The Dutch gas supplier Gasunie plans to store green hydrogen from solar and wind energy in underground salt caverns. The project is called "HyStock".
In Zuidwending near Groningen in the Netherlands, Gasunie plans to use four salt caverns to store hydrogen in the future. Compressor stations will then feed around 76 million cubic meters of hydrogen gas into each of the planned caverns, creating a total storage capacity of around 26 million kg of hydrogen. Right next door, six caverns already exist to store natural gas.
Currently, the facilities and the feasibility of HyStock are being tested on a first well. The effects of hydrogen on the equipment, material, cement and salt walls are being studied. Tests are also being carried out to ensure that the quality of the hydrogen is not impaired and that all safety requirements are met. Bilfinger is the partner for the technical equipment. The Group has a great deal of experience in the construction of natural gas storage facilities.
The Eiffel Tower could easily fit into the salt caverns in Zuidwending. The upper end of the caverns lies at a depth of around 1,200 meters. For gas storage, however, the huge caverns need a different shape than is created when the salt is mined. For this purpose, they are washed out with water until an elongated, cigar-like shape is created. The distances between the individual caverns must also be greater than during salt mining.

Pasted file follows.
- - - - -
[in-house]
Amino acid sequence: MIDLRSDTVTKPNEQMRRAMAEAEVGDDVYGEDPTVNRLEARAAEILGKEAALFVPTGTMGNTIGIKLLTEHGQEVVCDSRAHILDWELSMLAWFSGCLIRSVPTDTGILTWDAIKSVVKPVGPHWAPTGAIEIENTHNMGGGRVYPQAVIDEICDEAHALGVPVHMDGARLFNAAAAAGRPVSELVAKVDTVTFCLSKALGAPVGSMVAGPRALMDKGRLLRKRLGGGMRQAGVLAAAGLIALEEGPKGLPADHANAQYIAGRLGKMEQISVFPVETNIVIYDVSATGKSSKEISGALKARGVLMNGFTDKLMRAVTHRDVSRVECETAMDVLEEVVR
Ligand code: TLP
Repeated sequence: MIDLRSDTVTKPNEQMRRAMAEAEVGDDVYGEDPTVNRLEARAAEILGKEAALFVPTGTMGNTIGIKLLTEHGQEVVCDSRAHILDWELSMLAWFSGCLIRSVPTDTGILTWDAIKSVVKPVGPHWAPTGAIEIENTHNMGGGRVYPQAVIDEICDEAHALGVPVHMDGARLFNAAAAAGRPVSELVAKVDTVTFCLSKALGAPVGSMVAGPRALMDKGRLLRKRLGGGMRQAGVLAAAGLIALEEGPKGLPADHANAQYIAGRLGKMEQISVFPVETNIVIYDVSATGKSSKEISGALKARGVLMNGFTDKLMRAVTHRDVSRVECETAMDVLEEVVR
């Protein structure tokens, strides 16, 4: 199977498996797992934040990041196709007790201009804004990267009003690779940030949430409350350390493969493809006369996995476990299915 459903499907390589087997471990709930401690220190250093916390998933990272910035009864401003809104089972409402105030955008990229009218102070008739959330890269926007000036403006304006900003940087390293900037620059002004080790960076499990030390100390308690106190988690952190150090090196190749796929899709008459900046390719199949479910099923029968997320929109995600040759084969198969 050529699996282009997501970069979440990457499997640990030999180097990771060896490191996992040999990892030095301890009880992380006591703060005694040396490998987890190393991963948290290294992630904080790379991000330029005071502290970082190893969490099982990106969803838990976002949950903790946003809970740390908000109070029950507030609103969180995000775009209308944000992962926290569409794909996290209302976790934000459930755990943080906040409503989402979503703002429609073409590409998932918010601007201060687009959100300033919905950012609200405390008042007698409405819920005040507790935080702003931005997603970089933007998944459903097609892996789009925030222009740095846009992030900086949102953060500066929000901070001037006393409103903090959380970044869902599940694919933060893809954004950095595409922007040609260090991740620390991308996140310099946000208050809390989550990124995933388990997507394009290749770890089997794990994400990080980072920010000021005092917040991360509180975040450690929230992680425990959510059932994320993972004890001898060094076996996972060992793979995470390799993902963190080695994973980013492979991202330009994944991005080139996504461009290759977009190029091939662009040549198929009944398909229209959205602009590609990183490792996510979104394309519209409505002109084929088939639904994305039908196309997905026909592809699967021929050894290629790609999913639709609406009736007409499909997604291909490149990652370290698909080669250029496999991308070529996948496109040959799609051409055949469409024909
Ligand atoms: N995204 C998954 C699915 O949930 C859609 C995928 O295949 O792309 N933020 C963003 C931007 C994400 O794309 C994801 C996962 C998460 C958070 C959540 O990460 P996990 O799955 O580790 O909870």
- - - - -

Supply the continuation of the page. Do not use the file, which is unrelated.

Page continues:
Salt caverns are a simple and inexpensive way to store large quantities of hydrogen. The efficiency is around 98 percent. The first HyStock cavern is scheduled to go into operation by 2026 at the latest and will then be able to store around 6,000 metric tons of hydrogen or 200 gigawatt hours. The other three hydrogen caverns in Zuidwending are to be added by 2030.